Awesomeness! Thanks for showing some slow cooker love, they can be amazing and really do help busy families have a good dinner.

    BTW- Some of us Americans actually have traveled and do know things like Canada has a Thanksgiving in early Oct… 😛

    The new theme is great, btw…

    Glad to see you are back to spreading the foodie <3!

    Cheers!
    m

  2. George Edge says:

    Happy to see that my favorite non-Julia is back! I will be giving this Fixer-Upper a try. I am sure it is going to taste way better than it looks!

  3. Sherry says:

    Thank you for the recipe! It looks yummy.

    Though I admit I usually hesitate with slow cooker recipes because the ones I’ve tried in the past (i.e., the ones that come in a booklet with the slow cooker) are usually really freaking bland or downright lousy, so I never use my slow cooker. It sits on my shelf and I feel guilty. 😀 So perhaps your recipe will inspire me to use it again.

  4. Jim says:

    It pains me to think that Julia would be spinning over BBQ turkey because I do turkey on the grill for Thanksgiving (US version) every year. Brine the turkey, soak wood chips (I usually use alderwood or cherry) for a couple of hours, and bring your charcoal to medium heat. Put the chips in, place the bird so that it’s getting indirect heat, and away you go.

  5. Valaincort says:

    Hahahaha! Great writing. GL with chandelier.

  6. I had no idea you wrote a blog and I loved this post. I’ll have to try your recipe. My wife and I are always looking for a good stew recipie. Happy cooking.

  7. Caryn says:

    Instead of browning the stew meat on the stove you can also put it on a cookie sheet (covered in foil and then parchment paper) and stick it under the broiler while you cook the bacon. Much less splattering that way. And thanks for this!

  8. Lyn Never says:

    I sing to you the song of the Instant Pot, where you can make pretty much the same thing except also forget to think about what to have for dinner until like 5:00pm. (And it is also a slow cooker, rice cooker, oatmeal and yogurt maker, and the liner is tons easier to wash than a crock insert.)

  9. Krisha says:

    Mmm. That looks fabulous. My favorite is kalua pig in the crock pot. Granted i didn’t learn until i moved to the mainland from the North Shore but even then we just dug the imu. But hey, it’s way more succulent when it’s been cooking in the juice. My 4 picky eaters will all dig in. And the best part is kalua pig burritos the next day with left overs. It’s a win-win.

  10. Rebekah says:

    Sounds delicious! You mention adding flour in the instructions, but it’s not in the ingredients.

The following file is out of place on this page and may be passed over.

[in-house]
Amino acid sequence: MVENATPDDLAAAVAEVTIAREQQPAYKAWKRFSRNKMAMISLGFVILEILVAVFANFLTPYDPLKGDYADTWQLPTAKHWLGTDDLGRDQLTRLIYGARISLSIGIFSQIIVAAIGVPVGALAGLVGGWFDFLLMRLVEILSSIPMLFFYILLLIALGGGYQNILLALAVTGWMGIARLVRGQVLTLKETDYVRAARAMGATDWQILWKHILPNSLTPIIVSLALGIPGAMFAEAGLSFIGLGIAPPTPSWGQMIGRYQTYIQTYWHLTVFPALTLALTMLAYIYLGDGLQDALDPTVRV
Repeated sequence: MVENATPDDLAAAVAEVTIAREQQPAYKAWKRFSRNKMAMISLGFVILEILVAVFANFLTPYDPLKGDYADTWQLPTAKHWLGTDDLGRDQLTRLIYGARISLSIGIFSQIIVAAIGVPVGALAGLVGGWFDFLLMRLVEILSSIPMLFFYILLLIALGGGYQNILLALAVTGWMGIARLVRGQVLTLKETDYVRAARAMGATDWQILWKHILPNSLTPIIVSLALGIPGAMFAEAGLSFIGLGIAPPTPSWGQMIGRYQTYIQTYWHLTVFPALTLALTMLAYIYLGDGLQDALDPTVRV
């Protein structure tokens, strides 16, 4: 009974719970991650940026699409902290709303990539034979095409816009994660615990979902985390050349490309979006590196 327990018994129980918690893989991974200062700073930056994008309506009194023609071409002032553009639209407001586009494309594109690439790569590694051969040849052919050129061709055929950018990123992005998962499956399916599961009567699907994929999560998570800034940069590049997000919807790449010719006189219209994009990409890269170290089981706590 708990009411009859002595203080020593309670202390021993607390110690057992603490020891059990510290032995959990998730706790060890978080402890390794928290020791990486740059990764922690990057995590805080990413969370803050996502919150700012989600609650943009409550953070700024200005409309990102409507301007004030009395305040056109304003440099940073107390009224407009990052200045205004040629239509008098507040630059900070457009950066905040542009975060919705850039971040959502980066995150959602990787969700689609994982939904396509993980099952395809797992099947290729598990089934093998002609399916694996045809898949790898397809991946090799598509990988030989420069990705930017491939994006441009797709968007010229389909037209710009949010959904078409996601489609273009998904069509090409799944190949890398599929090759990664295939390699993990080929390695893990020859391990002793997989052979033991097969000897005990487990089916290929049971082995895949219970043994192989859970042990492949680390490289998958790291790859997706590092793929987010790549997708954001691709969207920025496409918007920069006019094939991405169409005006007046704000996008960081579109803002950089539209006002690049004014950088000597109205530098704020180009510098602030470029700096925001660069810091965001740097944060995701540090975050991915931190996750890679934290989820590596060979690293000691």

11. Nannig says:

    I’m so glad this blog is alive again!
    I don’t own a slow cooker but I’ll definitely try that recipe in my pressure cooker !

  12. Oh yes! I have beef stew meat in the fridge right now! Thanks a mil!

  13. Sara Myers says:

    Looks delicious! I’m going to make this tomorrow. FYI, Pinterest won’t take a pin unless there are pics in the body of the text. I want to save this where keep all of my other recipes, but I keep getting an error message. PS, I love your work, your look, and your snark…and your family is lovely!

  14. Sara Myers says:

    I just learned that crimini mushrooms are what we (in Texas) call white or button mushrooms. The more you know…

  15. Krisha Kai says:

    Next up, kalua pig in the crock pot

  16. Barbara Thornton says:

    Uh, for us ‘don’t want to guess if don’t have to’ people…how much flour?
    Thanks (for this and all your other great recipes and stories)!

  17. David says:

    Thank You Jewel

  18. Tom says:

    Sorry to hear about the oven. And just to let you know, that “honey-do” list works both ways. “Baby, I’ll be working in the basement on things.” is code for the game is on, don’t bother me. Feel free to pile on.

    I like the turkey on a grill. I have done mine on the smoker for the last 7-8 years. It has a great smoky flabor and leaves the oven free for everything else that is cooking.

    As for Julia, come on, she showed mistakes she made on her show when they were shot live. She would be fine with it.

    Best of luck with the Squibber and the new life in your home.

    P.S. Slow cookers are a life saver.
    P.P.S. It doesn’t go away at age 12. It’s just that you are too tried to give a damn any longer about New Year’s Eve.

  19. Ken says:

    “then add the flour”

    What flour?

    (New to cooking, and eager to try, but don’t know how much or what kind, etc.)

  20. Clinton says:

    Thank you for the wonderful recipe, we tried it tonight and it was utterly delicious!!!